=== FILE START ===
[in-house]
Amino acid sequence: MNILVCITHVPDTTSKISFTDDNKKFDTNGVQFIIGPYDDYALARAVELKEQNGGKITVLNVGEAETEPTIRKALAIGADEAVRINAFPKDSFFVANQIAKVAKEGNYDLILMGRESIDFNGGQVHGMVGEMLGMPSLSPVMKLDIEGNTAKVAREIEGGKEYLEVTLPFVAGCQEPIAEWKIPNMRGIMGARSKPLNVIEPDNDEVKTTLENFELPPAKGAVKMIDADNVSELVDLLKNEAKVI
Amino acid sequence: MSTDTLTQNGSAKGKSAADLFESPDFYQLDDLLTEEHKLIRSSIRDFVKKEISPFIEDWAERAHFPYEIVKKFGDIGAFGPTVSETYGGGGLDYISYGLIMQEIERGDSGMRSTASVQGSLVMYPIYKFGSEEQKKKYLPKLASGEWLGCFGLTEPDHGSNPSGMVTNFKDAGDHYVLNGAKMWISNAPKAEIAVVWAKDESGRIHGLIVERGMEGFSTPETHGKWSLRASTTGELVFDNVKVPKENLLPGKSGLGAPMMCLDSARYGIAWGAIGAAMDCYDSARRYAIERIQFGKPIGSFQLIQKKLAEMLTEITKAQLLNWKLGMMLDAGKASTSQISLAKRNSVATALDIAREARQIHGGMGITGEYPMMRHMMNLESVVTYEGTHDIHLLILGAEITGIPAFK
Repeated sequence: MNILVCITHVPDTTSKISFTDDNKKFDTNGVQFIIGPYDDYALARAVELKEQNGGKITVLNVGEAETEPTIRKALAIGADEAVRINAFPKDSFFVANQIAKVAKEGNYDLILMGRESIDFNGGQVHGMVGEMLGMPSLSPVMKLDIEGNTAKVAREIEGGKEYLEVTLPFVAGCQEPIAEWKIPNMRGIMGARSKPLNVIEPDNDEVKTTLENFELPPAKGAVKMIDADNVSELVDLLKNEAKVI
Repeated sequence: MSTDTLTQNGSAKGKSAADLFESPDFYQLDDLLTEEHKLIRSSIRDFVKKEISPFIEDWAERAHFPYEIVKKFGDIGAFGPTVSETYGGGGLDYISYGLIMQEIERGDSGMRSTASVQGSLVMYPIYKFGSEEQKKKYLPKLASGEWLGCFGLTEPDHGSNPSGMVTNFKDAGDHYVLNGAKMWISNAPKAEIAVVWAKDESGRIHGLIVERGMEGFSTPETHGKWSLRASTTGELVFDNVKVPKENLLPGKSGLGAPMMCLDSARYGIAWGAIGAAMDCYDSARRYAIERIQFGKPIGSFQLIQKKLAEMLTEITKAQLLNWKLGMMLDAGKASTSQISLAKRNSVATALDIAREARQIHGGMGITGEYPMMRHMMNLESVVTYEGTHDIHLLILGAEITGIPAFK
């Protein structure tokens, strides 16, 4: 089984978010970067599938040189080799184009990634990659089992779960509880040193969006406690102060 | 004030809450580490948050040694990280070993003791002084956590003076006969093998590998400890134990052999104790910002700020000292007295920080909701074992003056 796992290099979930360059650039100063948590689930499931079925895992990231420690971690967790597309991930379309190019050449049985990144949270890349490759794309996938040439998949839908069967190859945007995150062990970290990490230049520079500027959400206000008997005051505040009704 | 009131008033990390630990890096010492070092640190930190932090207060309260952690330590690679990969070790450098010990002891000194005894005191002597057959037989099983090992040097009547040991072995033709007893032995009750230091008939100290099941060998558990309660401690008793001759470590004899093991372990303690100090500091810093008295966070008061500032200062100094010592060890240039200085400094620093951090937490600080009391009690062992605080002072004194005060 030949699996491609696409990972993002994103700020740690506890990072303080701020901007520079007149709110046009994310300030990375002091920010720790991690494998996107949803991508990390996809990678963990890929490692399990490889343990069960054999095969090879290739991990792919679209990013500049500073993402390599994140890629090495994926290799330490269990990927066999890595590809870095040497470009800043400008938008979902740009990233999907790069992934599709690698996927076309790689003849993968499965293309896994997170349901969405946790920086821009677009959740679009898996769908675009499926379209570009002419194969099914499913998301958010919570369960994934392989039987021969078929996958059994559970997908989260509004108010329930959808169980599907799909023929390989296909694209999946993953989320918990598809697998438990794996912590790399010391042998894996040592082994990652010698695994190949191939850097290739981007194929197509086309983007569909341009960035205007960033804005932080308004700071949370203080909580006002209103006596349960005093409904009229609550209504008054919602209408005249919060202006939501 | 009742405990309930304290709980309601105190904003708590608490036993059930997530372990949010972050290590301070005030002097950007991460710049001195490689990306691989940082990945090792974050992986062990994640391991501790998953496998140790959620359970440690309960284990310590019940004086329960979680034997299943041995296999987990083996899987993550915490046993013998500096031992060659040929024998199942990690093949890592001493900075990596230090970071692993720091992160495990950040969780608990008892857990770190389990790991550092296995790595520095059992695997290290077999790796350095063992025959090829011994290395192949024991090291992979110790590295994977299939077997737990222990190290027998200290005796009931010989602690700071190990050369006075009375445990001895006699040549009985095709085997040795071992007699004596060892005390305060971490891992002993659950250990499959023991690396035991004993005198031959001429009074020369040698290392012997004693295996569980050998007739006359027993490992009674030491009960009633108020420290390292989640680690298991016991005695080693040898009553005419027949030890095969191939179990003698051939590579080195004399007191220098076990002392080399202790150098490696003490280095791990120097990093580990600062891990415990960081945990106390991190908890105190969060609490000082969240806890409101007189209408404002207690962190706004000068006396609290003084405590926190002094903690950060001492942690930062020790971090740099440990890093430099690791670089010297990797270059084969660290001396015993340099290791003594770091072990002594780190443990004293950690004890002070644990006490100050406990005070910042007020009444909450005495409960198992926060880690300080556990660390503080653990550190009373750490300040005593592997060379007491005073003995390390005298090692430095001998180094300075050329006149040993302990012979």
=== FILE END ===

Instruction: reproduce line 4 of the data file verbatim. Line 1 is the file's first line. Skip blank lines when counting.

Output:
Repeated sequence: MNILVCITHVPDTTSKISFTDDNKKFDTNGVQFIIGPYDDYALARAVELKEQNGGKITVLNVGEAETEPTIRKALAIGADEAVRINAFPKDSFFVANQIAKVAKEGNYDLILMGRESIDFNGGQVHGMVGEMLGMPSLSPVMKLDIEGNTAKVAREIEGGKEYLEVTLPFVAGCQEPIAEWKIPNMRGIMGARSKPLNVIEPDNDEVKTTLENFELPPAKGAVKMIDADNVSELVDLLKNEAKVI